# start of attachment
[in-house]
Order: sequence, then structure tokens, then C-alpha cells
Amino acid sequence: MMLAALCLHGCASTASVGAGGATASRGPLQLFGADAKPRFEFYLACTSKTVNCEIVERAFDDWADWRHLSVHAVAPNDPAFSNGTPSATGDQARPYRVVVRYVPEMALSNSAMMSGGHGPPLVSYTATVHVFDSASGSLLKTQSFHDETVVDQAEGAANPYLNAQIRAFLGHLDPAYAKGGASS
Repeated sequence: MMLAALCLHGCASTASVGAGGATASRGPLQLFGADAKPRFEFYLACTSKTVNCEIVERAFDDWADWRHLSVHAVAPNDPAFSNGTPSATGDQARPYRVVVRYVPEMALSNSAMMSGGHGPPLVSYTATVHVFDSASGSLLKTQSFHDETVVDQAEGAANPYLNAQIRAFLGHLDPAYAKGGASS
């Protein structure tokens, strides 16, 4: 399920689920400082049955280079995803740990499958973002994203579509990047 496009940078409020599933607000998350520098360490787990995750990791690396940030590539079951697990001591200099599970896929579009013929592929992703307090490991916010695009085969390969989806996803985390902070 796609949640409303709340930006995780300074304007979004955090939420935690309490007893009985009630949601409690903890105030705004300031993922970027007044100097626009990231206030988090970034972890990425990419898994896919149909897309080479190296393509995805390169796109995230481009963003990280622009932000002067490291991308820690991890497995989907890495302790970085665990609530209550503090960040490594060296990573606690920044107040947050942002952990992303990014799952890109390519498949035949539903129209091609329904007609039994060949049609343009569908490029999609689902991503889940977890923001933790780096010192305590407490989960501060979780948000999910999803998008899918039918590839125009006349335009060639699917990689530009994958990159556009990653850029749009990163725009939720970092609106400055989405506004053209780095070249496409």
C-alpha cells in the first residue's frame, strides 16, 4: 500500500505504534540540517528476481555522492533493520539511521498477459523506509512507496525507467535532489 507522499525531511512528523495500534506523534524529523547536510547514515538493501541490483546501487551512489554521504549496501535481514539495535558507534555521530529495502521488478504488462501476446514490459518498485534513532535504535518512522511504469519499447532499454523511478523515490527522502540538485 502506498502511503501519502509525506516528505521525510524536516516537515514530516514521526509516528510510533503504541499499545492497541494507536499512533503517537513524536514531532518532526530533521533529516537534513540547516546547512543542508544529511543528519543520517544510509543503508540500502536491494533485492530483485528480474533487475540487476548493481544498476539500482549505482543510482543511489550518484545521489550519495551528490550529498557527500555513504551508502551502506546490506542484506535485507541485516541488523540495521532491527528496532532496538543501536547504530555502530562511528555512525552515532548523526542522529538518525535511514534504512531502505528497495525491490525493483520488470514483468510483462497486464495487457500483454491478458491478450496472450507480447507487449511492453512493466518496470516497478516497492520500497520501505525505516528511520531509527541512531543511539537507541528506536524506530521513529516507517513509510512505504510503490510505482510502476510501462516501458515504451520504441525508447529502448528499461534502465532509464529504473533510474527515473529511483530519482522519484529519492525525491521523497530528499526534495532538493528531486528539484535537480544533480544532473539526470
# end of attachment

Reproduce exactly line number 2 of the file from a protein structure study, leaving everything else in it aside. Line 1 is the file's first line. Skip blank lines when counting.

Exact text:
Order: sequence, then structure tokens, then C-alpha cells